Kedar (raga)

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Kedara Ragini

Kedar, also known as Kedara, is a Hindustani classical raga. Named after Lord Shiva, the raga is placed on a high pedestal in the realms of Indian classical music. It is characterised by a lot of complex turns, which are brilliantly melodious but difficult to express in words.

Origin[edit]

The raga emerges from the Kalyan thaat.

Technical description[edit]

The raga is of shaadava-sampurna nature, i.e., in its arohana (ascent), only six notes are used, and in avarohana (descent), all seven notes are used. In general, the progression of the raga is highly non-linear, which makes it difficult to capture the essence of the raga using arohana and avarohana. The raga uses only natural (shuddha) versions of the Second (R), Third (G) and Sixth (D), both natural and sharp (tivra) versions of the Fourth (m and M, respectively), and predominantly natural versions of the Seventh (N) but occasionally also its flat (komal) version (n). ( m- teevra, M- shuddh)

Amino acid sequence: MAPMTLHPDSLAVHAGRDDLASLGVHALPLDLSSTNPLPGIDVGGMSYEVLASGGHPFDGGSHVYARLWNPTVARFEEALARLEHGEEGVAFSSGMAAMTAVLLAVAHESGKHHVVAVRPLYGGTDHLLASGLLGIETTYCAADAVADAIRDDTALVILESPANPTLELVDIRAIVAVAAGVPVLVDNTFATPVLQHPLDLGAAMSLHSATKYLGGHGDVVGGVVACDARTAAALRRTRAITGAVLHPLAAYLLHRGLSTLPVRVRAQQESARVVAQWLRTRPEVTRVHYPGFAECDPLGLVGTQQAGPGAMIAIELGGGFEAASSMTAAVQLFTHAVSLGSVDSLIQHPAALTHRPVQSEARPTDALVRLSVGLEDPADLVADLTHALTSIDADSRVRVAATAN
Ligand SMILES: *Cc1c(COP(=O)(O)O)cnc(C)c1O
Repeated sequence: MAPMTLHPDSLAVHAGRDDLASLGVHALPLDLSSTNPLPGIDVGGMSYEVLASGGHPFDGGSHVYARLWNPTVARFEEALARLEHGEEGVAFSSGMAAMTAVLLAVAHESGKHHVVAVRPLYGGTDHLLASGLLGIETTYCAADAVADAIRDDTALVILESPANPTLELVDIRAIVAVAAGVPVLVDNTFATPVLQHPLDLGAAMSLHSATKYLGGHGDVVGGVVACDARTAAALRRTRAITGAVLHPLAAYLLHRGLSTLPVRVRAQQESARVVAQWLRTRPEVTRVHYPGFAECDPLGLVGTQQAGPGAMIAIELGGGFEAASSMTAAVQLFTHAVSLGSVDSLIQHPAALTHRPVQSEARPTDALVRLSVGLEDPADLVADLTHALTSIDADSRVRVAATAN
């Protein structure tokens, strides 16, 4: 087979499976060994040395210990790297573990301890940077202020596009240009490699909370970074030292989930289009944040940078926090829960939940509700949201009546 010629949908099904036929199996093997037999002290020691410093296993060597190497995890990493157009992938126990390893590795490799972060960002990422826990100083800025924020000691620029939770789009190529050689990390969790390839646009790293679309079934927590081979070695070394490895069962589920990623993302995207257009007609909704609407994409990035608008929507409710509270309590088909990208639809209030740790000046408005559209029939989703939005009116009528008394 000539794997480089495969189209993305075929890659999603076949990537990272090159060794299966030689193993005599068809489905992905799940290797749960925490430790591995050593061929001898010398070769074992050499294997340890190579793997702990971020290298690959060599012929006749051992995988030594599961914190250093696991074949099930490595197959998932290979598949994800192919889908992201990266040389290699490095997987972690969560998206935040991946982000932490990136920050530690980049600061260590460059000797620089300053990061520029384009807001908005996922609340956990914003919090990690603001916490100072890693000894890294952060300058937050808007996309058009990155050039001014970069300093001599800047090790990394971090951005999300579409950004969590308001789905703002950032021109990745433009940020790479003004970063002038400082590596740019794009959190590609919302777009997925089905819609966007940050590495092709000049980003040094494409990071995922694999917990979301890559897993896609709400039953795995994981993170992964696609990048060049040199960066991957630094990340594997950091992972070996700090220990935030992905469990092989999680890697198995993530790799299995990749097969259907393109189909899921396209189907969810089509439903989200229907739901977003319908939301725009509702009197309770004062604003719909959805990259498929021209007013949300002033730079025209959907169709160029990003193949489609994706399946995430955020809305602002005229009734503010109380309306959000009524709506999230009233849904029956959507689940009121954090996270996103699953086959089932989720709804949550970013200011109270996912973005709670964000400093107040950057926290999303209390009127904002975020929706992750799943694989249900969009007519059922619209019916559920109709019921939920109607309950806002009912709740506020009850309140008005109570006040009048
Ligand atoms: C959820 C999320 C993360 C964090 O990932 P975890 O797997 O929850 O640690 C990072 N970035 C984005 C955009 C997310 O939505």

Arohana: S M ~P, m P D n ~D P, m P S'

Avarohana: S' N D P , m P D P M~ , S R S

Pakad: S M , M P, m P m P, D P M, R S

The most prominent (vadi) note is S, and the second most prominent (samvadi) is m.

Samay (time)[edit]

The raga is to be sung in the night. It is sung in the second prahar of night.

Mostly the Ragas with teevra ma(M) are sung at night (as per the time theory of Ragas)

Further Information[edit]

The meend from D to M via P is the heart of the raga. The G is used lightly as a grace note in the transition from m to P. The movements in the raga from one swara to another are quite complicated, and the extent of use of the different swaras often depends on the singer. Kedar is an ancient raga, with different genres of classical songs, like khayals, thumris, dhrupads, as well as light classical songs based on it.

External links[edit]